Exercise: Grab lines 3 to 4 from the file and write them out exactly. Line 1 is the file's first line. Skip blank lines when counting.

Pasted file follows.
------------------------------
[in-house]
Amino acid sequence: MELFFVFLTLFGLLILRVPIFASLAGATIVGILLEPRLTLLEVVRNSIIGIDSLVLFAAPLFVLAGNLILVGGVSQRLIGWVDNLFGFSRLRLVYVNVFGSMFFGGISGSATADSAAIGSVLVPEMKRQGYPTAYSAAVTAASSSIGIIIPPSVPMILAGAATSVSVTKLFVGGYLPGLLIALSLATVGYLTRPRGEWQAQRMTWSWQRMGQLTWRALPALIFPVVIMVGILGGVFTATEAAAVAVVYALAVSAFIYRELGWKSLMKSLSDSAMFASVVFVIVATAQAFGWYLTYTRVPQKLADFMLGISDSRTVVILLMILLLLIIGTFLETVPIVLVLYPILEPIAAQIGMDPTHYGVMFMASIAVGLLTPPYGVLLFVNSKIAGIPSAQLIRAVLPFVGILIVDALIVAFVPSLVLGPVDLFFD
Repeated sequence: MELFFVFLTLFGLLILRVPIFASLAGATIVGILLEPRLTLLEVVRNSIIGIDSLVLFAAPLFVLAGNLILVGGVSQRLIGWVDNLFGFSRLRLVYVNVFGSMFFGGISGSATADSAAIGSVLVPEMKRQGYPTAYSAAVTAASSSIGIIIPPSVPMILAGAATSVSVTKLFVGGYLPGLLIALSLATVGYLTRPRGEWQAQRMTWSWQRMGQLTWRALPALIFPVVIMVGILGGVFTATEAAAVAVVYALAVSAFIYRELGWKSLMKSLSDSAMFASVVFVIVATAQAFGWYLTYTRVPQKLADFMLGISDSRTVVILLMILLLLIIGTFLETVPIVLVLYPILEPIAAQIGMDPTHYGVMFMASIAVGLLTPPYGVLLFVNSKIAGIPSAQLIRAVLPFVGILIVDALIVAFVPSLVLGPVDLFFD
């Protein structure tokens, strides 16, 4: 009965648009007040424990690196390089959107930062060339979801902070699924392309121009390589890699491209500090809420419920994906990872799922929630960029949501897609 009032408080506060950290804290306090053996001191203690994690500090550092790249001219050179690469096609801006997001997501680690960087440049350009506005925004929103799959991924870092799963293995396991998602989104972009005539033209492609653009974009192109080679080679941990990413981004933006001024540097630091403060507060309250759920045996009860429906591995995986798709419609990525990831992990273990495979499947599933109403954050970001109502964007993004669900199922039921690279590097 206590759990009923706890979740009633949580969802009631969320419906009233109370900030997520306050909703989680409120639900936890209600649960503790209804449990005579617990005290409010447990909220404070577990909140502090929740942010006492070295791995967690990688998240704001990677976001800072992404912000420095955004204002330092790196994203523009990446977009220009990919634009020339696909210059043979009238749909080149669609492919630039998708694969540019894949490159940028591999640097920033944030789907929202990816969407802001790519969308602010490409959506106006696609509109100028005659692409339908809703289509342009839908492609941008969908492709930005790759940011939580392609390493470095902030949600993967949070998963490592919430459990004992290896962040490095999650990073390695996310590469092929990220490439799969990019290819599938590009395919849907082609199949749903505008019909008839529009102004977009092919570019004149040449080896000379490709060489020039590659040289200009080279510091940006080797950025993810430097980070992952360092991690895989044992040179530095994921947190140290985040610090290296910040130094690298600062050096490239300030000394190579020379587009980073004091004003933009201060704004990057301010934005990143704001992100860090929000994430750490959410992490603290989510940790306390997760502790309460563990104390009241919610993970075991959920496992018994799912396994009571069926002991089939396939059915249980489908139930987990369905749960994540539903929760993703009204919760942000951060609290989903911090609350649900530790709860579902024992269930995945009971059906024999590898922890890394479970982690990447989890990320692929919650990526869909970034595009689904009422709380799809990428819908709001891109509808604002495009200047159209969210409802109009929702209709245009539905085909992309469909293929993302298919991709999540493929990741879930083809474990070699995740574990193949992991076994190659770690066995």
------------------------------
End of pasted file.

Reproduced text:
Repeated sequence: MELFFVFLTLFGLLILRVPIFASLAGATIVGILLEPRLTLLEVVRNSIIGIDSLVLFAAPLFVLAGNLILVGGVSQRLIGWVDNLFGFSRLRLVYVNVFGSMFFGGISGSATADSAAIGSVLVPEMKRQGYPTAYSAAVTAASSSIGIIIPPSVPMILAGAATSVSVTKLFVGGYLPGLLIALSLATVGYLTRPRGEWQAQRMTWSWQRMGQLTWRALPALIFPVVIMVGILGGVFTATEAAAVAVVYALAVSAFIYRELGWKSLMKSLSDSAMFASVVFVIVATAQAFGWYLTYTRVPQKLADFMLGISDSRTVVILLMILLLLIIGTFLETVPIVLVLYPILEPIAAQIGMDPTHYGVMFMASIAVGLLTPPYGVLLFVNSKIAGIPSAQLIRAVLPFVGILIVDALIVAFVPSLVLGPVDLFFD
């Protein structure tokens, strides 16, 4: 009965648009007040424990690196390089959107930062060339979801902070699924392309121009390589890699491209500090809420419920994906990872799922929630960029949501897609 009032408080506060950290804290306090053996001191203690994690500090550092790249001219050179690469096609801006997001997501680690960087440049350009506005925004929103799959991924870092799963293995396991998602989104972009005539033209492609653009974009192109080679080679941990990413981004933006001024540097630091403060507060309250759920045996009860429906591995995986798709419609990525990831992990273990495979499947599933109403954050970001109502964007993004669900199922039921690279590097 206590759990009923706890979740009633949580969802009631969320419906009233109370900030997520306050909703989680409120639900936890209600649960503790209804449990005579617990005290409010447990909220404070577990909140502090929740942010006492070295791995967690990688998240704001990677976001800072992404912000420095955004204002330092790196994203523009990446977009220009990919634009020339696909210059043979009238749909080149669609492919630039998708694969540019894949490159940028591999640097920033944030789907929202990816969407802001790519969308602010490409959506106006696609509109100028005659692409339908809703289509342009839908492609941008969908492709930005790759940011939580392609390493470095902030949600993967949070998963490592919430459990004992290896962040490095999650990073390695996310590469092929990220490439799969990019290819599938590009395919849907082609199949749903505008019909008839529009102004977009092919570019004149040449080896000379490709060489020039590659040289200009080279510091940006080797950025993810430097980070992952360092991690895989044992040179530095994921947190140290985040610090290296910040130094690298600062050096490239300030000394190579020379587009980073004091004003933009201060704004990057301010934005990143704001992100860090929000994430750490959410992490603290989510940790306390997760502790309460563990104390009241919610993970075991959920496992018994799912396994009571069926002991089939396939059915249980489908139930987990369905749960994540539903929760993703009204919760942000951060609290989903911090609350649900530790709860579902024992269930995945009971059906024999590898922890890394479970982690990447989890990320692929919650990526869909970034595009689904009422709380799809990428819908709001891109509808604002495009200047159209969210409802109009929702209709245009539905085909992309469909293929993302298919991709999540493929990741879930083809474990070699995740574990193949992991076994190659770690066995």